The number of very sick children admitted to Children's Hospital New Orleans with COVID-19 has exploded over the past two weeks — from zero to 20.
"I've never seen anything like it," said Dr. Mark Kline, the hospital's physician-in-chief. "We are seeing children fall ill that we just simply didn't see in the first year of the pandemic, before the delta variant came along."
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Doctors at Orlando Health Arnold Palmer Hospital for Children Infectious Diseases in Florida have seen similar surges recently. "The last two weeks, cases have continued to increase," said Dr. Federico Laham, medical director for the hospital. "I don't think we have reached our peak."
Despite the dramatic increase in cases, Laham and other pediatric infectious disease experts nationwide tell NBC News that there is no hard evidence yet that the delta variant has transformed the virus into something more dangerous in kids.
"It's too early to tell," said Dr. Bernhard Wiedermann, an infectious diseases specialist at Children's National Hospital in Washington, D.C. "It's going to take time and a collection of data from multiple sites to know" whether the delta variant is, in fact, more virulent in kids than previous versions of the virus.
The Centers for Disease Control and Prevention is working to determine whether the delta variant can, in fact, cause more severe disease in children, Dr. Rochelle Walensky, the CDC's director, said during a briefing Thursday.
She added that such research is complicated by the combination of increased cases and relaxed restrictions on masking and physical distancing. "The mitigation strategies that were used last summer, even in the winter, have not been employed in many of these areas that we are having surges right now," Walenksy said.
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Delta is a doctor's 'worst nightmare'
What is obvious now, experts say, is that surges in pediatric cases are due to the variant's hypertranmissibility, circulating in a population left unvaccinated and therefore vulnerable to the virus.
"If more children get sicker, that's just because more kids are getting sick," said Dr. Paul Offit, a vaccine researcher at the Children's Hospital of Philadelphia. "It's clearly increased contagiousness, not increased virulence."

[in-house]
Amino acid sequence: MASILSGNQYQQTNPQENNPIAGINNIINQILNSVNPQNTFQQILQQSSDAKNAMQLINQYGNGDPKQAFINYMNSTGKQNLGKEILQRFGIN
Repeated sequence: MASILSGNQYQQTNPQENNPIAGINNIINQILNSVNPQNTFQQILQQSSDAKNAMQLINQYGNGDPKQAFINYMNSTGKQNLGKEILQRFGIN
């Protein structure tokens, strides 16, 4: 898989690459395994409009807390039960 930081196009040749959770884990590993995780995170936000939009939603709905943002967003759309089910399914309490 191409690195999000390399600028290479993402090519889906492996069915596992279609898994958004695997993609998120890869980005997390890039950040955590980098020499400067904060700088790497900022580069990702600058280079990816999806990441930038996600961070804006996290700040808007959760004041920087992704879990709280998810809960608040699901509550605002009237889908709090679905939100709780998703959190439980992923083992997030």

Children have been susceptible to COVID-19 all along. More than 4.1 million children have been diagnosed with COVID-19 since the beginning of the pandemic, accounting for 14.3 percent of all cases, according to the latest data from the American Academy of Pediatrics.
From July 15 to July 29, that percentage rose to 19 percent of weekly reported cases.
"Over the course of the first year of this pandemic, the myth existed that children never got very ill from COVID," Kline said. That was mainly because the number of pediatric cases was relatively low.
Because the delta variant is so contagious, he said, the increase in cases clearly shows the virus's potential, even in young, otherwise healthy children.
"This delta variant is an infectious disease specialist's worst nightmare," Kline said.
The uptick in pediatric COVID cases comes at a time when young people are preparing to go back to school in person — and in many areas, without the added protection of masks. What's more, children's hospitals have also been inundated with kids sick with other respiratory viruses, such as severe colds, croup and respiratory syncytial virus, or RSV.
Dr. Evan Anderson, a pediatric infectious diseases expert at Children's Healthcare of Atlanta, warned that the convergence of viruses may overwhelm already stretched pediatric hospital wards.
"Many children's hospitals get quite full during the usual winter months with influenza, RSV and other viral respiratory pathogens," Anderson said. With an added surge of COVID-19, "there would be major concerns about hospital capacity."
Kline agreed. "Children don't have very many options when it comes to finding care if they have severe disease or complex medical conditions," he said. "COVID is filling beds that otherwise might be occupied by children with other medical problems."
The impact of rising COVID-19 cases, coupled with the other viruses, worries pediatricians like Dr. Natasha Burgert, a national spokesperson for the American Academy of Pediatrics and practicing physician in Overland Park, Kansas.
"We're starting to see kids that have both COVID and RSV that are not doing well," Burgert said. "I have no idea what's going to happen if they have COVID and influenza."
While the flu can cause severe illness in kids, and even lead to death, Burgert said that the potential effects of COVID-19 are "beyond what flu would ever do."
"Even though COVID has flu-like symptoms, COVID is not the flu," she said.
Burgert and colleagues all point to the potential for children with COVID-19 to develop multisystem inflammatory syndrome in children, or MIS-C.
That's when children develop dangerous inflammation around the heart and other organs, most often weeks after their initial infection. Many times, patients are unaware they were ever infected because their symptoms were either nonexistent or extremely mild.
When a child is diagnosed with influenza, they clearly have symptoms, and physicians know to be on the lookout for complications. COVID's potential to result in MIS-C is different, because it blindsides doctors and their young patients.
"This could be a kid that looks totally fine, and then three weeks later is in the ICU with organ failure," said Dr. Nicole Baldwin, a pediatrician in Cincinnati.
Laham, in Orlando, is bracing for such cases. "Once you have a wave of COVID activity in your community, we know that three to four weeks later, we start seeing children coming into the hospital presenting with MIS-C."
This article was originally published on NBCNews.com.